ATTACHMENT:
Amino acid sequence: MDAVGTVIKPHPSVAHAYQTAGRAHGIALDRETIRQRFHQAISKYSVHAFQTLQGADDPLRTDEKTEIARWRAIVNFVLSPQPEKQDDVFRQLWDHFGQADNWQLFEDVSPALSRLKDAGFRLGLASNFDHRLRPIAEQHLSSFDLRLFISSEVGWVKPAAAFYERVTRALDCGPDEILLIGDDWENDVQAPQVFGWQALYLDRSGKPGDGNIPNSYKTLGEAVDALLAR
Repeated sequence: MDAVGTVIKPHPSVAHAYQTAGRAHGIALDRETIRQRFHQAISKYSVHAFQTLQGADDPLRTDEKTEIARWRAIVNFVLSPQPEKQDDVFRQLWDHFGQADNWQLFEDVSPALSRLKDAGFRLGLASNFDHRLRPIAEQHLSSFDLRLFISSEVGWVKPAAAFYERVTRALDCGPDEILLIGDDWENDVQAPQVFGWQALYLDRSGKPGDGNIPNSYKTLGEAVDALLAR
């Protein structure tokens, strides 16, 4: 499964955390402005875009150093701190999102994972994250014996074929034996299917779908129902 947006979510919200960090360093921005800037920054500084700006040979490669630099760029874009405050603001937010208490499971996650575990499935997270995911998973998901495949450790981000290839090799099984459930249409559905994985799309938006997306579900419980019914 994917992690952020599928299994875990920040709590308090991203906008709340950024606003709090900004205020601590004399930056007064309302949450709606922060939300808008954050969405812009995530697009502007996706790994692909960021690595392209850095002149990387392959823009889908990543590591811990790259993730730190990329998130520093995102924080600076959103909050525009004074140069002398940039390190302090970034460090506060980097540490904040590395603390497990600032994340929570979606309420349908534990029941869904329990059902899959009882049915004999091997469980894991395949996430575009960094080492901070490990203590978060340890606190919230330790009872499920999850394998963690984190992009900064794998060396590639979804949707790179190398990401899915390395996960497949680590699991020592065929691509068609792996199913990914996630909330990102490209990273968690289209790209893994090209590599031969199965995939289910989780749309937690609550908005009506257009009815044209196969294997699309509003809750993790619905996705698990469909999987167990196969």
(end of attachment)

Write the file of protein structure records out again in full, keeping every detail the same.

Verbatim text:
Amino acid sequence: MDAVGTVIKPHPSVAHAYQTAGRAHGIALDRETIRQRFHQAISKYSVHAFQTLQGADDPLRTDEKTEIARWRAIVNFVLSPQPEKQDDVFRQLWDHFGQADNWQLFEDVSPALSRLKDAGFRLGLASNFDHRLRPIAEQHLSSFDLRLFISSEVGWVKPAAAFYERVTRALDCGPDEILLIGDDWENDVQAPQVFGWQALYLDRSGKPGDGNIPNSYKTLGEAVDALLAR
Repeated sequence: MDAVGTVIKPHPSVAHAYQTAGRAHGIALDRETIRQRFHQAISKYSVHAFQTLQGADDPLRTDEKTEIARWRAIVNFVLSPQPEKQDDVFRQLWDHFGQADNWQLFEDVSPALSRLKDAGFRLGLASNFDHRLRPIAEQHLSSFDLRLFISSEVGWVKPAAAFYERVTRALDCGPDEILLIGDDWENDVQAPQVFGWQALYLDRSGKPGDGNIPNSYKTLGEAVDALLAR
């Protein structure tokens, strides 16, 4: 499964955390402005875009150093701190999102994972994250014996074929034996299917779908129902 947006979510919200960090360093921005800037920054500084700006040979490669630099760029874009405050603001937010208490499971996650575990499935997270995911998973998901495949450790981000290839090799099984459930249409559905994985799309938006997306579900419980019914 994917992690952020599928299994875990920040709590308090991203906008709340950024606003709090900004205020601590004399930056007064309302949450709606922060939300808008954050969405812009995530697009502007996706790994692909960021690595392209850095002149990387392959823009889908990543590591811990790259993730730190990329998130520093995102924080600076959103909050525009004074140069002398940039390190302090970034460090506060980097540490904040590395603390497990600032994340929570979606309420349908534990029941869904329990059902899959009882049915004999091997469980894991395949996430575009960094080492901070490990203590978060340890606190919230330790009872499920999850394998963690984190992009900064794998060396590639979804949707790179190398990401899915390395996960497949680590699991020592065929691509068609792996199913990914996630909330990102490209990273968690289209790209893994090209590599031969199965995939289910989780749309937690609550908005009506257009009815044209196969294997699309509003809750993790619905996705698990469909999987167990196969």